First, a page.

Augustine begins Book II with a candid confession of the deep and burning sexual desires that he experienced as a teenage boy. He "ran wild in the shadowy jungle of erotic adventures." He realizes, however, from the remove of middle age, that his one desire was simply to love and be loved. He says that as an adolescent he was misguided into thinking that concupiscence was the path to love. He says that the wrath of God was heavy on him then, but he didn't realize it. He explains that the dissatisfactions and troubles he endured in his adventures were punishments from God.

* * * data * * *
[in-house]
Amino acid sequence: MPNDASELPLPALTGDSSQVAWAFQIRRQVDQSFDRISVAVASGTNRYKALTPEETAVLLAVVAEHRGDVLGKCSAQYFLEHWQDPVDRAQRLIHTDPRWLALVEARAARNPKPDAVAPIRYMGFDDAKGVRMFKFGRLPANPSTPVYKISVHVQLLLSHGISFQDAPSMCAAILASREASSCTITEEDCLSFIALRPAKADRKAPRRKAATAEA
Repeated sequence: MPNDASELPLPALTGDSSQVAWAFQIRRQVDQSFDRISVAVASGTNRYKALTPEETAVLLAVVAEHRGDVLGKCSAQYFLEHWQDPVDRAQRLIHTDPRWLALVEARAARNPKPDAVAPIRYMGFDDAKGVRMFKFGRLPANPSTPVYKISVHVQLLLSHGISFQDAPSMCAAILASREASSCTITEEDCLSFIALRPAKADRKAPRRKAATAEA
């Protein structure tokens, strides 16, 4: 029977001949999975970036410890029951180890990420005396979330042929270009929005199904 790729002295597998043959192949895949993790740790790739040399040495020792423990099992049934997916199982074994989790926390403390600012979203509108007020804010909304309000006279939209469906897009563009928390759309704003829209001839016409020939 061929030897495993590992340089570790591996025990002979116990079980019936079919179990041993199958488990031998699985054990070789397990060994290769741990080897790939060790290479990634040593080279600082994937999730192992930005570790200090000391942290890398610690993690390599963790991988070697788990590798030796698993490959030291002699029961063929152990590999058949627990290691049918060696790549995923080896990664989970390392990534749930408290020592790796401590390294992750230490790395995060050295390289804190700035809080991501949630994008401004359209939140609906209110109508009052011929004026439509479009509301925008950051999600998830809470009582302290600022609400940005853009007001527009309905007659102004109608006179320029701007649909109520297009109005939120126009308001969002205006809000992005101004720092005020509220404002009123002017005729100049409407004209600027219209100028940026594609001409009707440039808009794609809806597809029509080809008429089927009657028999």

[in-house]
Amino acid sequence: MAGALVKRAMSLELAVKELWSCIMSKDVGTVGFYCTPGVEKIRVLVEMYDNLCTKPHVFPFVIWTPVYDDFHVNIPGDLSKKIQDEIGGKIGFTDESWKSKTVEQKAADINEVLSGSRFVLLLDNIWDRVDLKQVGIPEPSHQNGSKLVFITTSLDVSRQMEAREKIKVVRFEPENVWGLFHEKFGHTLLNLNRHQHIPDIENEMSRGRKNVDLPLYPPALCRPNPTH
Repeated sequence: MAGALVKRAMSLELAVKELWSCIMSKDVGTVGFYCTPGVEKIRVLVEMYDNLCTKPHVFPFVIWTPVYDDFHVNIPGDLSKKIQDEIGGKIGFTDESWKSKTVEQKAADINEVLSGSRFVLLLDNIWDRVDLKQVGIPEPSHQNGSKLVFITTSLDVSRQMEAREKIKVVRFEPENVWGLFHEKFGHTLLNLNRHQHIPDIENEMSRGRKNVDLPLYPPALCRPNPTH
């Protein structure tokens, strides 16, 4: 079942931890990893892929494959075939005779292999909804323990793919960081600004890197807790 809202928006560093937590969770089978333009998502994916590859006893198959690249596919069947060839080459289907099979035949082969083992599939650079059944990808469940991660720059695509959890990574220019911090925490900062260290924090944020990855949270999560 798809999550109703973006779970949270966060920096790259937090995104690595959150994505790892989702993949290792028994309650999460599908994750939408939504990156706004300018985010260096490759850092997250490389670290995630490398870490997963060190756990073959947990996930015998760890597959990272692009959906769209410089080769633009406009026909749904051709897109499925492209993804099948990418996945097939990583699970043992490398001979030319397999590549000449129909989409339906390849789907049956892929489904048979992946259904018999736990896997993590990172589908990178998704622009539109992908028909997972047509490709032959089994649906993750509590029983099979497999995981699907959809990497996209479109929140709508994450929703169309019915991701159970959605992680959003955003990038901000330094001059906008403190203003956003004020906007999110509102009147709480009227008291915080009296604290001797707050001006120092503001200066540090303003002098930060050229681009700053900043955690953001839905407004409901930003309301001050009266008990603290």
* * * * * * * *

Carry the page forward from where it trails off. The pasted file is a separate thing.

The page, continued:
He also claims that if someone had put restraint on him and instructed him in the difference between love and lust, he might not have sinned so greatly or suffered so much. As evidence of his Neoplatonic background, Augustine positions the lustful drives of his adolescence as part of the desire for beauty, and how easily he - and all mankind - are deceived into thinking that this is the only way to obtain and understand beauty. He thinks that if he had been guided into a wise marriage, (although he doubts he could have confined sex to procreation) he might have learned these things earlier. In this book he also discusses the Manichaeism ideal of celibacy, and quotes scripture to that effect.